The foot-health of adult diabetics in regional Australia: baseline findings from an epidemiological study
© Perrin et al. 2015
Published: 22 September 2015
There is limited epidemiological research that reports on the foot-health of people with diabetes within Australian regional settings. This study reports on the baseline characteristics of a large prospective cohort study. The objective of this baseline analysis is to explore the relationship between demographic, socio-economic and diabetes-related variables with diabetes-related foot morbidity in people residing in regional and rural Australia.
Adults with diabetes were recruited from predominately community-based, publicly-funded podiatric services in regional Victoria and Tasmania. The primary variable of interest was the University of Texas diabetic foot risk classification designated to each participant at baseline. Other variables of interest were state of residence, socio-economic disadvantage, rurality, age, sex, diabetes type and duration, knowledge of diabetes and smoking status. A multivariate generalised ordered logit model was built to identify independent associations with foot morbidity.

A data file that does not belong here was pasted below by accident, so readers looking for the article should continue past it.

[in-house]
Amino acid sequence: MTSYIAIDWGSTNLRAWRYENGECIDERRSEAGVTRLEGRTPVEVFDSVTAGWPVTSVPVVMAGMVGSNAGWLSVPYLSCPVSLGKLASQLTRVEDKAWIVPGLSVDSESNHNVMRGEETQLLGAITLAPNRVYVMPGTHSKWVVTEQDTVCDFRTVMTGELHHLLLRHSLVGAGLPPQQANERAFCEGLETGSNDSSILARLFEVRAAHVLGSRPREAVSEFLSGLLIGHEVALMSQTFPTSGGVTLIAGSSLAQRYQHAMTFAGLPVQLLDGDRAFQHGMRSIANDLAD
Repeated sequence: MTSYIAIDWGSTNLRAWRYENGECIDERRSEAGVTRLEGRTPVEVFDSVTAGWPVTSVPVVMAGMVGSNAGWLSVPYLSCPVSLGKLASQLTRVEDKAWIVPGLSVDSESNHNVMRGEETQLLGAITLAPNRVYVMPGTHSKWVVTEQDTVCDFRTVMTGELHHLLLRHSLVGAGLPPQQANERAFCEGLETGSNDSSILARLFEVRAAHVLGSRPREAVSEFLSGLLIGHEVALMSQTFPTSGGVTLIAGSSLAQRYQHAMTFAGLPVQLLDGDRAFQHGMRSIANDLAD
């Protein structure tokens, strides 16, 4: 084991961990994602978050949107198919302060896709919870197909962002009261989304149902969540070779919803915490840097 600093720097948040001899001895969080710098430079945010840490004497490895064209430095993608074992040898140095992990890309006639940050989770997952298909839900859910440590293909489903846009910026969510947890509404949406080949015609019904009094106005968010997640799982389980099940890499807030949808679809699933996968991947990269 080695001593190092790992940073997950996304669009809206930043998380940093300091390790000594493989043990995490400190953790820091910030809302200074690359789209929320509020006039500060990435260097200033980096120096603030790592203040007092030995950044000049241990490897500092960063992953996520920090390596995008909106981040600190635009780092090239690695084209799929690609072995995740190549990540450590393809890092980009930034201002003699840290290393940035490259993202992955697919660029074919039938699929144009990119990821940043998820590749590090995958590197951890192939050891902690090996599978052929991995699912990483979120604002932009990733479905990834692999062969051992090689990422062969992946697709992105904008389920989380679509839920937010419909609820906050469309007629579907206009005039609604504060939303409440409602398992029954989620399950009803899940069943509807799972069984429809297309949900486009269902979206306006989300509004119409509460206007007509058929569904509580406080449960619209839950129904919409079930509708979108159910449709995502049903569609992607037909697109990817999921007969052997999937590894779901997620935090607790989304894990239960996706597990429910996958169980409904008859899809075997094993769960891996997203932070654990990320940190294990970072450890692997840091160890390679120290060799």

Nine hundred and three patients with diabetes were recruited. Mean age was 67 years (SD 12.6), with a majority being male (56.8%) and having diabetes for longer than 10 years (56.0%). The proportion of participants recruited was equivalent in each state. Socio-economic status was low with 59.0% of participants residing in the third most socio-economically deprived postcodes. Half of the participants indicated poor diabetes knowledge. A majority of the sample had neuropathy or worse foot morbidity (n=554, 61.4%). Worse foot morbidity was associated with male sex (OR 2.49, 95%CI 1.83-3.38) and duration of diabetes >20 years (OR 3.42, 95%CI 2.42-4.83), with Tasmanian residents having triple the odds of worse foot morbidity (OR 3.21, 95%CI 2.23-4.83).
It is important to recognise that Australian regionally-based public podiatric services are managing a high proportion of patients at significant risk of future diabetes-related foot morbidity, especially in Tasmania. These patients are socially disadvantaged and have disappointingly low levels of knowledge about their diabetes. Regional public podiatric services are predominately funded by community-based funding schemes that may not support the multi-disciplinary health care that these patients need as recommended by national guidelines. There is a potential disparity between current funding models for public regional podiatry care and the level of diabetes-related foot morbidity the services are managing.
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